Researchers advise on Nile Perch farming

By Joshua Kato

The Nile Perch is the largest fish in Uganda's waters. Introduced in 1953, the giant fish has become the dominant species.

At the moment, the only place where one can get Nile Perch is the lake. However, this will soon change. A few Ugandans are now rearing this fish in ponds.

According to researchers at the Kajjansi Fisheries research centre, more Ugandans will soon be rearing this fish on their farms. "We are in advanced stages of research in pond rearing and multiplication of Nile Perch", he says.

At the centre, the perch is effectively reared in the same ponds as other fish species like tilapia. Unlike tilapia, however, Nile Perch is more sophisticated in terms of management."Nile Perch feed on other fish", says Dr Godfrey Mbahinzireki, the in-charge of the research centre.

He says this is the most trying aspect of rearing them. Mbahinzireki says this was the main reason why Nile Perch was introduced in Lake Victoria.

Tilapia is far easier to keep because it feeds on plants and artificial food like bread and cakes. Nile Perch feeds on tilapia, mukene, nkejje and aquatic insects.

According to researchers, one of the easiest ways of rearing Nile Perch is through a mixed system. “You can put it in a pond that already has tilapia and other fish species.

Trouble is that mukene cannot be reared like other fish. "This means a farmer would have to go to the lake to collect mukene as often as possible to feed the perch", Mbahinzireki says.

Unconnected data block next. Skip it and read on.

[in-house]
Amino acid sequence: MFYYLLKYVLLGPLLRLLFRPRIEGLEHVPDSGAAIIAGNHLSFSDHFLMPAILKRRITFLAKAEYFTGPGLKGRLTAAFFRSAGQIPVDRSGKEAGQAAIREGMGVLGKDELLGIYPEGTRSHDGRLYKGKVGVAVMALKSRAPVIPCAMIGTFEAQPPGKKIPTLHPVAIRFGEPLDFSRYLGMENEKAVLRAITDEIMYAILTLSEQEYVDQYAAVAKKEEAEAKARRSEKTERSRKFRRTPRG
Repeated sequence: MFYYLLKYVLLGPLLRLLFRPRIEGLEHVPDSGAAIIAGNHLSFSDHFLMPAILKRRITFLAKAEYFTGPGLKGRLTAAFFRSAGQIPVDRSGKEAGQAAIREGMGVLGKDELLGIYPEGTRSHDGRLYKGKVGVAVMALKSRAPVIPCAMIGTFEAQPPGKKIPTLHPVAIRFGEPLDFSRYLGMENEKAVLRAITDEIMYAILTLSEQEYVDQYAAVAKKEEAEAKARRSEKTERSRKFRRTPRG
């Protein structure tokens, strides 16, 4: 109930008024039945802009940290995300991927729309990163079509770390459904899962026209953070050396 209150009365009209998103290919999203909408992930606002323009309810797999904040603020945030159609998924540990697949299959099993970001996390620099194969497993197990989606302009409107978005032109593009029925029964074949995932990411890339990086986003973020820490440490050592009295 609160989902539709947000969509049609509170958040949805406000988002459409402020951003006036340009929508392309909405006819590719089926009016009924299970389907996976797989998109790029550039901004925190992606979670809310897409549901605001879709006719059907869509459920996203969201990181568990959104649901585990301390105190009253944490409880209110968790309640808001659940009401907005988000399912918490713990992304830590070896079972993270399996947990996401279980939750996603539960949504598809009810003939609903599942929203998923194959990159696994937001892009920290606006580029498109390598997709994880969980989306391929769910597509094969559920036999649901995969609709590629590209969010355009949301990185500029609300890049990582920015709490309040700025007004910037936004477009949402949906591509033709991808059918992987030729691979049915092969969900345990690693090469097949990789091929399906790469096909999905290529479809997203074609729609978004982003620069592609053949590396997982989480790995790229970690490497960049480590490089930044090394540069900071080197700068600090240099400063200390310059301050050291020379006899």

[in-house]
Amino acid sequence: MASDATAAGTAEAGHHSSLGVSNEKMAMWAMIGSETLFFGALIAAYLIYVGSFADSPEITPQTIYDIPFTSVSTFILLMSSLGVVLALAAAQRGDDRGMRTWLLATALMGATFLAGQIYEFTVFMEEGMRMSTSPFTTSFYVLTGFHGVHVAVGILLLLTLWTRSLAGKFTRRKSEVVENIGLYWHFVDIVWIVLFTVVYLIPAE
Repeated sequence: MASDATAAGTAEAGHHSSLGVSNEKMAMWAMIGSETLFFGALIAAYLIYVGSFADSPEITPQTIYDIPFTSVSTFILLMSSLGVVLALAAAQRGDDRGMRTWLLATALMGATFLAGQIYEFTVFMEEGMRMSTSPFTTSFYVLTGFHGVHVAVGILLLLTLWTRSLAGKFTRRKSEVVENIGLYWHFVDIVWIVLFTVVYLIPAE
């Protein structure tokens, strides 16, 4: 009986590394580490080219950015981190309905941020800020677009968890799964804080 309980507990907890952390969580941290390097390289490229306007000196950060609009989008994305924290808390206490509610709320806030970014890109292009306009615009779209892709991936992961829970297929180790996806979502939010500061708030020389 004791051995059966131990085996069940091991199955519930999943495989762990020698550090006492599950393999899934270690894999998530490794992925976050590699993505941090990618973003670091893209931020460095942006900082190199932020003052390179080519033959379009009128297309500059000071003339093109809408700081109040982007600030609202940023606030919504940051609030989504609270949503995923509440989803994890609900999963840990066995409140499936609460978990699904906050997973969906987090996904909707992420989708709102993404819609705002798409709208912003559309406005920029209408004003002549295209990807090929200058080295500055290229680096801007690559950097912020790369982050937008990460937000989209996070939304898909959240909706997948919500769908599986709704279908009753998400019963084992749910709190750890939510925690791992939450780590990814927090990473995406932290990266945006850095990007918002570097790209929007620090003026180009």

Ironically, Nile Perch does not feed on dead fish. This means the farmer has to make sure the mukene is alive before it is distributed to the ponds.

According to researchers, however, there are trials to encourage Nile Perch to get accustomed to eating other foods, other than fish. During its early stages, (one to three weeks) the perch feeds on microscopic water animals. "These are very tiny organisms that live in water, but cannot be seen by the naked eye", he explains.

From four weeks to two months, it feeds on aquatic insects like mosquitoes. After two months into adulthood, it feeds on small fish. The size of the fish it feeds on increases as it grows.

The best time to feed it is at dusk or dawn, since it is very sensitive to light.The pond for the perch should be much deeper compared to that for tilapia. "It should be about three metres deep because Nile Perch thrives in deep waters", he says.

"You need to have as few of them per square metre of water as possible. You have to decongest them as they grow up", Mbahanzireki explains.

The basics to start Nile Perch farming include a pond of about 50 to 100 metres if one is going to do medium scale farming.

The pond should be located in an area that can retain water, even during dry seasons.The other expenses include acquiring the fishlets from the lake and transporting them to the pond.

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